The id attribute has five entirely separate uses within a web page. Each of these five uses is entirely separate from each of the others and yet the same single id attribute is able to serve all five purposes at the same time.One thing to note is that ids are required to be unique within a web page and the reason why they must be unique is obvious from most of these uses.
The first use for the id atribute (and perhaps the most important) is that it can be used to label the sections of your web page. Now this may not seem to be all that important but being able to actually label the parts of the page with meaningful names without needing to use comments for the purpose will make your web pages much easier to maintain.
The second use for id attributes is a part of the way that HTML works. You can actually set up links to within a web page rather than just to the top of a web page by adding a # to the end of the web address followed by the value of the id within the page that you want placed at the top of the browser window (or as close to it as possible if there isn't enough content below it to place it at the very top). You can also create links within a web page just by specifying the # followed by the id. So <a href="index.html#middle"> will load the home page of the site and place the tag containing the id="middle" attribute at the top of the browser window. Specifying <a href="#second"> will move the current page to place the tag containing the id="second" attribute at the top of the page.
The third use also involves HTML and involves forms. For maximum accessibility most of the fields within your form need to have a label associated with it that tells the person filling out the form which form field is supposed to contain what data. The <label for="website"> tag provides the label identifying what the form is expecting to be entered into the <input id="website"> form field. In the case of checkboxes and radio buttons this link also allows the user to click on the label to select the buttons.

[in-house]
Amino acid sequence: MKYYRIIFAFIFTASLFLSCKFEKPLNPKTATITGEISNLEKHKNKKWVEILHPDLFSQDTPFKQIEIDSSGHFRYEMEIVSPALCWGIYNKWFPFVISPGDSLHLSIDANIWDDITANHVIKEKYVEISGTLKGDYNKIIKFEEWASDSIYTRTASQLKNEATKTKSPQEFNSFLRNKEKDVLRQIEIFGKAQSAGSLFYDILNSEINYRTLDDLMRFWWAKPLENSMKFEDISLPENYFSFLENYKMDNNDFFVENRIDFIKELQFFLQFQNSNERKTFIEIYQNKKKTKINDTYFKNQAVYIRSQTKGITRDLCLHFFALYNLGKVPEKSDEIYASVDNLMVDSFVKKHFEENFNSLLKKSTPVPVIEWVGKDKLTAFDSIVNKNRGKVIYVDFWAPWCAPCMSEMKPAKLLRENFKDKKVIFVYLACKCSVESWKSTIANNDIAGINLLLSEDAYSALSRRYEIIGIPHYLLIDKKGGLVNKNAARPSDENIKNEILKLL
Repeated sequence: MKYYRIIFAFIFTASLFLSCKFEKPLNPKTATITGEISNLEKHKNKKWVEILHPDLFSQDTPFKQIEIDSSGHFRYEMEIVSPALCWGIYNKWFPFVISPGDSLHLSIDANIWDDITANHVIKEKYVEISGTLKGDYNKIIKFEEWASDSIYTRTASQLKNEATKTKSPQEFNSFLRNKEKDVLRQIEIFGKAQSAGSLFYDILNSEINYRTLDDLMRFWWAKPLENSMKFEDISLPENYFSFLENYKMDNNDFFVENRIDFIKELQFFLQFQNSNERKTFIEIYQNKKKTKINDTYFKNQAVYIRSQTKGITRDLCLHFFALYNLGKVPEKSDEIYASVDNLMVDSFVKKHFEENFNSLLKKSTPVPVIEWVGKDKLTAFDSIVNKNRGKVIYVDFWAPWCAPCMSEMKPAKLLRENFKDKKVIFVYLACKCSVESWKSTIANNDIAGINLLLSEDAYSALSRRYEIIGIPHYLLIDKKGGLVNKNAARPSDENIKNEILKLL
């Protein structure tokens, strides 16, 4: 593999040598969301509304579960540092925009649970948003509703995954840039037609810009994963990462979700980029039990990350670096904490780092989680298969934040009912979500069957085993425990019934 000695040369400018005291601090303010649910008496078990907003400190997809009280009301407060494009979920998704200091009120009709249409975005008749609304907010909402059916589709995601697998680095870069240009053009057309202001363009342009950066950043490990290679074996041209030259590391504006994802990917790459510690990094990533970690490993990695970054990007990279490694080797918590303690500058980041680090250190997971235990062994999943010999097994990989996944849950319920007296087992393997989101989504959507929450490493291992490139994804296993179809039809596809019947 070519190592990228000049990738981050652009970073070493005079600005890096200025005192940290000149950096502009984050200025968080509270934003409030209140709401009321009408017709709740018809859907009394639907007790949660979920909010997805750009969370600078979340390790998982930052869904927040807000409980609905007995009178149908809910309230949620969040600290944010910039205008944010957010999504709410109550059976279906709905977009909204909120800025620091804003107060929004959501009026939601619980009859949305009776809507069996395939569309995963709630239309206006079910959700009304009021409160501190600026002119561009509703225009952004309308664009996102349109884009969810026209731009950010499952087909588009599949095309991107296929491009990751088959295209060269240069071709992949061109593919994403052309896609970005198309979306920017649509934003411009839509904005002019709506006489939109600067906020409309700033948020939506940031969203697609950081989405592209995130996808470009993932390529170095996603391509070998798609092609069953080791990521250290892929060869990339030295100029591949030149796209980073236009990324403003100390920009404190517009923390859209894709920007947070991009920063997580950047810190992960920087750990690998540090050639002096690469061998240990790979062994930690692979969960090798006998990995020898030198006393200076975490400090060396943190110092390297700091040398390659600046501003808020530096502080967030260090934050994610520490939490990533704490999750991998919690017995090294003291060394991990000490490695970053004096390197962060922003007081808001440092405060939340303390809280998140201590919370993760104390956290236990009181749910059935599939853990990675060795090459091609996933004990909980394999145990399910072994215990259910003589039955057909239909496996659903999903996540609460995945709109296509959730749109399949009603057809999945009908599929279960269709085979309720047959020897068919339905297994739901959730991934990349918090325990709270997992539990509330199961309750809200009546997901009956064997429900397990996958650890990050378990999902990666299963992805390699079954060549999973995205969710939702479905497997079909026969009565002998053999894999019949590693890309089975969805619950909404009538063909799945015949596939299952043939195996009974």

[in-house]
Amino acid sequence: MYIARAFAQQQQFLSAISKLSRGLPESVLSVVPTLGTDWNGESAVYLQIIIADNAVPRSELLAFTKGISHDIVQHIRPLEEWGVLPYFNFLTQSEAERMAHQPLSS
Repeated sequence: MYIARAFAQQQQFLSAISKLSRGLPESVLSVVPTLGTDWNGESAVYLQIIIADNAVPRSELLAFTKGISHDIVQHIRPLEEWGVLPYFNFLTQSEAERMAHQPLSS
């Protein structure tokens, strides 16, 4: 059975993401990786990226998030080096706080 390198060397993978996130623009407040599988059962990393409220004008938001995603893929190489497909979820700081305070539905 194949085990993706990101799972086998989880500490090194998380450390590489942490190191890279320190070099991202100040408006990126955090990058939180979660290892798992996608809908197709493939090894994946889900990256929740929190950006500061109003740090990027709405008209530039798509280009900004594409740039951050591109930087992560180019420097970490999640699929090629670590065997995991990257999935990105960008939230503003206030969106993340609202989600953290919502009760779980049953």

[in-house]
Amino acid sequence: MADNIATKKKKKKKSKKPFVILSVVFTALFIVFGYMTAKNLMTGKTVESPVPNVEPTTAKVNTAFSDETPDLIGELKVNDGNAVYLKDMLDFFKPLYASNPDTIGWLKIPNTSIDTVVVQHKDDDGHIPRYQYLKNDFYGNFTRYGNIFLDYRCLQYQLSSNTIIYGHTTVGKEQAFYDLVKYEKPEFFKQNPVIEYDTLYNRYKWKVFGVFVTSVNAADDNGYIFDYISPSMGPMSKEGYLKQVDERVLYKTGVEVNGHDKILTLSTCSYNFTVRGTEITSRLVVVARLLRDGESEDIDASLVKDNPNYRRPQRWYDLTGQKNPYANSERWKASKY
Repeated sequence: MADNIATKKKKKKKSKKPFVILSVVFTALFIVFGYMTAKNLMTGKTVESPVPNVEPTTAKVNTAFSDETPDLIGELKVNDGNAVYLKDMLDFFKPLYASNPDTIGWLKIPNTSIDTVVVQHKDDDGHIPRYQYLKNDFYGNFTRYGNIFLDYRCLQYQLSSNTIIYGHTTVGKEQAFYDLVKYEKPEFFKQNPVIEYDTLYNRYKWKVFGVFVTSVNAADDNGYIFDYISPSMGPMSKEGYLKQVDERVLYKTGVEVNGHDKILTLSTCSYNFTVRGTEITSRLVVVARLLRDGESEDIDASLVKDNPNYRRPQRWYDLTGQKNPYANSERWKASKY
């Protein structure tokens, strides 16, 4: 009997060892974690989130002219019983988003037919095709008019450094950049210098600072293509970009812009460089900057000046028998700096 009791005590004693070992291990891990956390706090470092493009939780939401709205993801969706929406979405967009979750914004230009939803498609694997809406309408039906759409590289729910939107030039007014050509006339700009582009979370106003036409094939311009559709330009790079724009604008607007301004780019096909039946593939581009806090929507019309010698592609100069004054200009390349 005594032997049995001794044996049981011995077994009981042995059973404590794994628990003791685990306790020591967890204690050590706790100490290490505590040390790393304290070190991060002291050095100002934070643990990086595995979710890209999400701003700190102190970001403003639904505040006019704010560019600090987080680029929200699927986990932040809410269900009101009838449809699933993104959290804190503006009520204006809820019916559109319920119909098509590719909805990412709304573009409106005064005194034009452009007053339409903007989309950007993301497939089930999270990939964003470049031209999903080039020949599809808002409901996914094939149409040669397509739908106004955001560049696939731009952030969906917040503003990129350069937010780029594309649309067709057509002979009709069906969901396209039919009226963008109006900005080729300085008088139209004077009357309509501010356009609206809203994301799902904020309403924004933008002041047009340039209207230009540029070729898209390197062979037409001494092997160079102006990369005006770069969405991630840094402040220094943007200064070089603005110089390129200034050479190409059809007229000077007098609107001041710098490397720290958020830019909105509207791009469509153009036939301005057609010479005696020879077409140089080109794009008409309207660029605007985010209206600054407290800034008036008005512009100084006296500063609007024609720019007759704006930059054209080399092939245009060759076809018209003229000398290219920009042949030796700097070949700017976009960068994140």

The ffifthh use of ids is with styling the web page. An id is the most specific attribute that is associated with a particular part of the web page (since it must be unique) and therefore any styling based on the id overrides any styles applied by any of the other ways of styling the page content.
The only styling information that is more specific than using an id is where you apply the style directly within the tag itself. Overriding or replacing an id with inline styles is not something that you should look at doing though. As well as an inline style not being able to provide for any of the other three purposes for which an id attribute is used, there are also a couple of things with regard to how styles work that make using an id far more flexible than using an inline style. The first of these is that an id is only required to be unique within a page and so the same id can exist on each page of the site. Any styles applied to that id from an external stylesheet will therefore apply to all of the pages of the site rather than just the current page. Also you can style a page differently for different media so that the page doesn't need to look the same when printed as it does on the screen. Specifying media specific styles is much easier to do when you are not trying to code them inline.
Overall between the many uses that the id attribute has, it is actually one of the most useful attributes that you can add to almost any tag within the body of your web page. That doesn't mean though that you should add ids to all your tags.The id needs to be serving at least one of the five purposes I have listed in order to make it worth adding into your page. Any ids not serving at least one of these purposes are not really needed in the web page and really ought to be removed in order to clean up your HTML.
This article written by Stephen Chapman, Felgall Pty Ltd.